Die Welt: Prison time for unaccompanied refugee minors in Greece

Die Welt: Prison time for unaccompanied refugee minors in Greece

Article in Die Welt by Flora Wisdorff  (27/10/2016)

Specialised establishments are overwhelmed. The authorities and NGOs are doing everything they can, under difficult conditions, to improve conditions. This is part two in our series of exclusive reports on migrant minors.

When Ahmed set foot in Greece, he immediately felt safe. The last thing this young 17-year old Syrian expected was to find himself in prison. Yet that is what happened. A few steps from the Macedonian border, close to Idomeni, he was stopped by the Greek police. They took him to a prison where he was detained with adults for 40 days. “One day, I wanted to watch television, like the adults. All of a sudden, the guards grabbed me and led me to an interrogation room. They yelled at me, hit me in the back.” Today, he still does not know the reason for this punishment.

“Why was I locked up? “

 “No one explained to me why I was locked up”, states this Syrian, who has been living in a centre in Athens since March. This adolescent with the slender frame comes from Daraa, in the south of Syria. Before the war, his parents fled to Lebanon, and his brother to the United Kingdom. “I was alone and I wanted to find my brother”. At that time, in February, the border was still open.

According to Greek law, when the police stop an unaccompanied refugee minor, the police become responsible for him until a spot in a suitable centre becomes available. Yet, centres are at capacity. That’s why, supposedly for their own protection, minors are first taken by the police to closed institutions and must often live alongside adults. There are currently 1,100 slots in centres adapted to the needs of minors travelling alone, but at the same time 2,500 young people are awaiting housing in Greece, according to the numbers from local authorities. The “chronic shortage of suitable centres” creates a situation where children must “endure prolonged arbitrary detention”, “often in degrading conditions”, revealed the Human Rights Watch report published last September. In mid-October, 381 unaccompanied minors were living in detention centres, often for months, according to Human Rights Watch, a human rights organisation. Thirteen of them were even being officially temporarily detained in a police station. Another 1,246 lived in precarious camps or centres with nationals of their country of origin, without any protection or care. Seventy-nine percent of them come from Syria, Afghanistan or Pakistan.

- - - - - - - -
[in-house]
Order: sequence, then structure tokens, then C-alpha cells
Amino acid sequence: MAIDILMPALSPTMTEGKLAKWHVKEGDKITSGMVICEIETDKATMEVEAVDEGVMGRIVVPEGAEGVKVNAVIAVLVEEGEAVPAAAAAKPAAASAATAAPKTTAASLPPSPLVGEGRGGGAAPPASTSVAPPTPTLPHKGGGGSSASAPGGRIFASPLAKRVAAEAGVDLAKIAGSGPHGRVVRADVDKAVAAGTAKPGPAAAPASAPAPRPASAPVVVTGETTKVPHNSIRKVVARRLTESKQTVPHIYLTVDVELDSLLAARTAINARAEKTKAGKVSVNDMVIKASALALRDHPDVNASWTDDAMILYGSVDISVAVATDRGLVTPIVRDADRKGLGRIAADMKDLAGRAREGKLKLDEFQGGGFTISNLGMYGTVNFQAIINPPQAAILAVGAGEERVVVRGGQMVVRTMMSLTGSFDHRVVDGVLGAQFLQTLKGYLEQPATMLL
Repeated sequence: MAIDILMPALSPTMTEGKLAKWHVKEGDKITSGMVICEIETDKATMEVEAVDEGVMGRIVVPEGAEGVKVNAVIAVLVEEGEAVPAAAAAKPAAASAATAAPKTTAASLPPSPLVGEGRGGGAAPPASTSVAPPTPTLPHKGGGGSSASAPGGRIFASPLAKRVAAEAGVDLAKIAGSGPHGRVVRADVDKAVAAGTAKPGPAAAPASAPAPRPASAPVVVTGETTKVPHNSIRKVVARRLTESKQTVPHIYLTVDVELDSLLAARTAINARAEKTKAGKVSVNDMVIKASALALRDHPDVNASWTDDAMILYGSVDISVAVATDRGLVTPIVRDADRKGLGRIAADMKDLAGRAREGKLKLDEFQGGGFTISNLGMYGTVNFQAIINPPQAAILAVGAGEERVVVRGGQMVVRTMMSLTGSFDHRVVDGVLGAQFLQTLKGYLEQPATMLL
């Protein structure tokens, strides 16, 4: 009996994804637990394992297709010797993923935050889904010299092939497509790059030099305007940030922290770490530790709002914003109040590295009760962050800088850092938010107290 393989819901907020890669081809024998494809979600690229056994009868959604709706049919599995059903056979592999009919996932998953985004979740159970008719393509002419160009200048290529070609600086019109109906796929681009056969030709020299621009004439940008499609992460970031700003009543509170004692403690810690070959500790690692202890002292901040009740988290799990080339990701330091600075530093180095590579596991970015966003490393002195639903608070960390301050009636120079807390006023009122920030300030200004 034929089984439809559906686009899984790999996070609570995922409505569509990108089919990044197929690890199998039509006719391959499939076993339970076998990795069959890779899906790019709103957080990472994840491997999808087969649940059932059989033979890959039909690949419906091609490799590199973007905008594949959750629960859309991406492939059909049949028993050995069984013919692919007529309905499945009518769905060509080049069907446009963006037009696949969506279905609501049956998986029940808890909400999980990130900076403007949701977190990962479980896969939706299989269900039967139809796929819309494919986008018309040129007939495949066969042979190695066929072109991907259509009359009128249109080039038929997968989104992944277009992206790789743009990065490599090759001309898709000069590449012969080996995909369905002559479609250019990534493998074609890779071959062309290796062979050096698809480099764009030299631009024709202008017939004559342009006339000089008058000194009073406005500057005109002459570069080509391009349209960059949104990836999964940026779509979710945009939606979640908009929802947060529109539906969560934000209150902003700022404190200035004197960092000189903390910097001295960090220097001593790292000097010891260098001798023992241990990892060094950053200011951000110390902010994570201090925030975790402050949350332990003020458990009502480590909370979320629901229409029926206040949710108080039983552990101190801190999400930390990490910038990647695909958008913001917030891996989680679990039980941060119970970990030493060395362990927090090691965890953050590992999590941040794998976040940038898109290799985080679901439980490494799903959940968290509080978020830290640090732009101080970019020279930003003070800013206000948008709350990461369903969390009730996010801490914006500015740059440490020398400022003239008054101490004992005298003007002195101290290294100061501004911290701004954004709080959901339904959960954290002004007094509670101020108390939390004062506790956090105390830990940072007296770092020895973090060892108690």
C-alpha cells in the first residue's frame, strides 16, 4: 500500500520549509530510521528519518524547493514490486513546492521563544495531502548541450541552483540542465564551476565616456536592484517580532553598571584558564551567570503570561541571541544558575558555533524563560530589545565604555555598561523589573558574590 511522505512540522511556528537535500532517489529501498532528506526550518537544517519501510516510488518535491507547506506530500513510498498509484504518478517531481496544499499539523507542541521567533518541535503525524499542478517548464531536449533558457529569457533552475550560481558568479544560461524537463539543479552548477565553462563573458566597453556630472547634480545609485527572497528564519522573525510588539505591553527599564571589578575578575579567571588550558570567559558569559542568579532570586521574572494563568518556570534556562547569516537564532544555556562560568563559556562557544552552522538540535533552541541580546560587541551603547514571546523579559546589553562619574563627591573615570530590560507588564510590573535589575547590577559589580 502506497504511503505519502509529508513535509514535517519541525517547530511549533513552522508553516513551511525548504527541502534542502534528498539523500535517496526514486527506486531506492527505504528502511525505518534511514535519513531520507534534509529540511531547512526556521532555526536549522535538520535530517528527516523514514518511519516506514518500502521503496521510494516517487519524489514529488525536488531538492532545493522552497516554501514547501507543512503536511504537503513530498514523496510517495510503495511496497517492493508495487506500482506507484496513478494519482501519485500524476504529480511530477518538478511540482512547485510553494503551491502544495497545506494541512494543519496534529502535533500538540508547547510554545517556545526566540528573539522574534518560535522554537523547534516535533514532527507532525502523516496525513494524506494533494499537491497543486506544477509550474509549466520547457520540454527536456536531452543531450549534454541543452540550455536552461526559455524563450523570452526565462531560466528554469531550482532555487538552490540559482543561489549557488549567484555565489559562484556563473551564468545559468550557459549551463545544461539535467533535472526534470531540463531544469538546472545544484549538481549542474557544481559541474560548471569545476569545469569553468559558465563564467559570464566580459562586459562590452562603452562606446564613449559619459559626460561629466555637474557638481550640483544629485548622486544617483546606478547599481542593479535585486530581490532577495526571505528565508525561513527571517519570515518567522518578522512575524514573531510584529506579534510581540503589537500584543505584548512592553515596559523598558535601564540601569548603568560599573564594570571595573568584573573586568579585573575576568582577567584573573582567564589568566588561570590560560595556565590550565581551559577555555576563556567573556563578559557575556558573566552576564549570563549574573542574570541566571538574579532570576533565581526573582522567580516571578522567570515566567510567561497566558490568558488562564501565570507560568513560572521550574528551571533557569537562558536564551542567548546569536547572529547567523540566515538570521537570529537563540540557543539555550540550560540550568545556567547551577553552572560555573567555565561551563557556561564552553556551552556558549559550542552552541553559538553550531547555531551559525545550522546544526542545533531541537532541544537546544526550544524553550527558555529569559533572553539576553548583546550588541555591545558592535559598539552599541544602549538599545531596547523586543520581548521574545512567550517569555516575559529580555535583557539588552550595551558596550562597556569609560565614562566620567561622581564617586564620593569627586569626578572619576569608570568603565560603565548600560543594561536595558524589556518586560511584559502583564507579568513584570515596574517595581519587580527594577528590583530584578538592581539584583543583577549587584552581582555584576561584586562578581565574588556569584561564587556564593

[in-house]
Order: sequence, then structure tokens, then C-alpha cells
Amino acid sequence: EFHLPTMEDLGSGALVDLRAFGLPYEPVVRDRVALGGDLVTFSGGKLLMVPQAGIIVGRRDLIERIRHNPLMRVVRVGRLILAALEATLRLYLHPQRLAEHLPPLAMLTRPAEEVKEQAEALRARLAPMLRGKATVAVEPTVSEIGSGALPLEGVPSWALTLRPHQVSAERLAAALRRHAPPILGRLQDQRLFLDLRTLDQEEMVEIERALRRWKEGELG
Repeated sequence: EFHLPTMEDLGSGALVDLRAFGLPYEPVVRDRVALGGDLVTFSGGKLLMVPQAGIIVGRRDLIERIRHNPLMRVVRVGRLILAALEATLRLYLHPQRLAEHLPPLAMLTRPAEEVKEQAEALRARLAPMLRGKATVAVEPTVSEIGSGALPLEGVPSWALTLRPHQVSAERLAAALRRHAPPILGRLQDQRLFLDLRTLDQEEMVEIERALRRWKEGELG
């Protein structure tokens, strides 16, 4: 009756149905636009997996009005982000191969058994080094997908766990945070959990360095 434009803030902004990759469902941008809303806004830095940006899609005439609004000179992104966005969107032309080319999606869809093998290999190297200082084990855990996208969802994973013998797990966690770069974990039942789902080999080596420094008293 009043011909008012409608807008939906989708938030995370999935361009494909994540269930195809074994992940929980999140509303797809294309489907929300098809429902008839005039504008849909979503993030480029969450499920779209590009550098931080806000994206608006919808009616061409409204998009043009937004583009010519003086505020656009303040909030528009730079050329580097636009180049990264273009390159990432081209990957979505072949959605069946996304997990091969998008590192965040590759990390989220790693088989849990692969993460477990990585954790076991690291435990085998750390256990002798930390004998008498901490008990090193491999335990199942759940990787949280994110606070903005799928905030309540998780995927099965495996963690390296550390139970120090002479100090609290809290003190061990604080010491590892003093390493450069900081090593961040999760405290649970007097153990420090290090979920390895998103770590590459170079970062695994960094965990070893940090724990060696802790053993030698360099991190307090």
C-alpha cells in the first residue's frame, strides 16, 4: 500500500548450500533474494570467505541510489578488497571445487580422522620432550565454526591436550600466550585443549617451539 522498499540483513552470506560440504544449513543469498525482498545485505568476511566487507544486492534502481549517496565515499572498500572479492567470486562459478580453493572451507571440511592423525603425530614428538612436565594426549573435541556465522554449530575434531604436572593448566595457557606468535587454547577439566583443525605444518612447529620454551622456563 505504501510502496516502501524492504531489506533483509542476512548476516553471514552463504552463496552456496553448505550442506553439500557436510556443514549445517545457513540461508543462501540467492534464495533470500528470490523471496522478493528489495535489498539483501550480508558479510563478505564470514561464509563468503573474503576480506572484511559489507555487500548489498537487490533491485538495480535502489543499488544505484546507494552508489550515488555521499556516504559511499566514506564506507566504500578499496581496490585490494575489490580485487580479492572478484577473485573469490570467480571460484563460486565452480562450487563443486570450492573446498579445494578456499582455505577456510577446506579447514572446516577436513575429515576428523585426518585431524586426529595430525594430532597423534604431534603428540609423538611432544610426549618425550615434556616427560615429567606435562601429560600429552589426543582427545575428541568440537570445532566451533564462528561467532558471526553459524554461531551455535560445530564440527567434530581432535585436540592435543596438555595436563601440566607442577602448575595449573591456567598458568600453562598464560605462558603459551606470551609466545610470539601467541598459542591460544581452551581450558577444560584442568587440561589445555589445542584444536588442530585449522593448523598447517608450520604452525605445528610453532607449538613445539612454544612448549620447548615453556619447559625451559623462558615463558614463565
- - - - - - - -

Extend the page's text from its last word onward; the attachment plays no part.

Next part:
Especially vulnerable

Most are young people, but children are also among them. One unaccompanied minor out of five is under 14. Foreign unaccompanied minors are considered to be especially vulnerable. Without protection or care, they quickly fall victim to sexual violence, criminal networks and human trafficking. Human Rights Watch considers that it is vital not only that they be able to live freely, but especially that they benefit from psychological counselling and legal aid, and that they have the possibility of engaging in recreational activities. However, it appears this is often not the case. Most have not even met their guardian yet, observed the human rights organisation.

Other organisations could not find harsh enough words to describe the situation: Doctors Without Borders, Save the Children and the Greek NGO Praksis highlighted in a joint report that Greece was failing in its mission to allow minors to enjoy their fundamental rights. The European Commission also finds the situation problematic: Jean-Claude Juncker, President of the European Commission, recently asked during his State of the Union speech that the EU and Greece “take swift and effective measures to protect unaccompanied minors. Should Europe fail to do so, it would betray its historic values”.

But why specifically is the question of refugee minors in Greece now coming up again in the news? Simply because the problem has become particularly blatant over the course of the summer. Prior to March, most minors – but also adults and families – passed through Greece to go directly to central Europe. But since the closure of the Balkan Road in the spring and the entering into force of the EU-Turkey agreement, asylum-seekers who arrive on the Greek islands in the Aegean cannot continue on their way, and children and adolescents, like the others, remain stuck in Greece, where centres to accommodate them have quickly filled up. The Greek authorities, already overloaded, must now take care of this group, which must be looked after in a specific way, and they are unable to.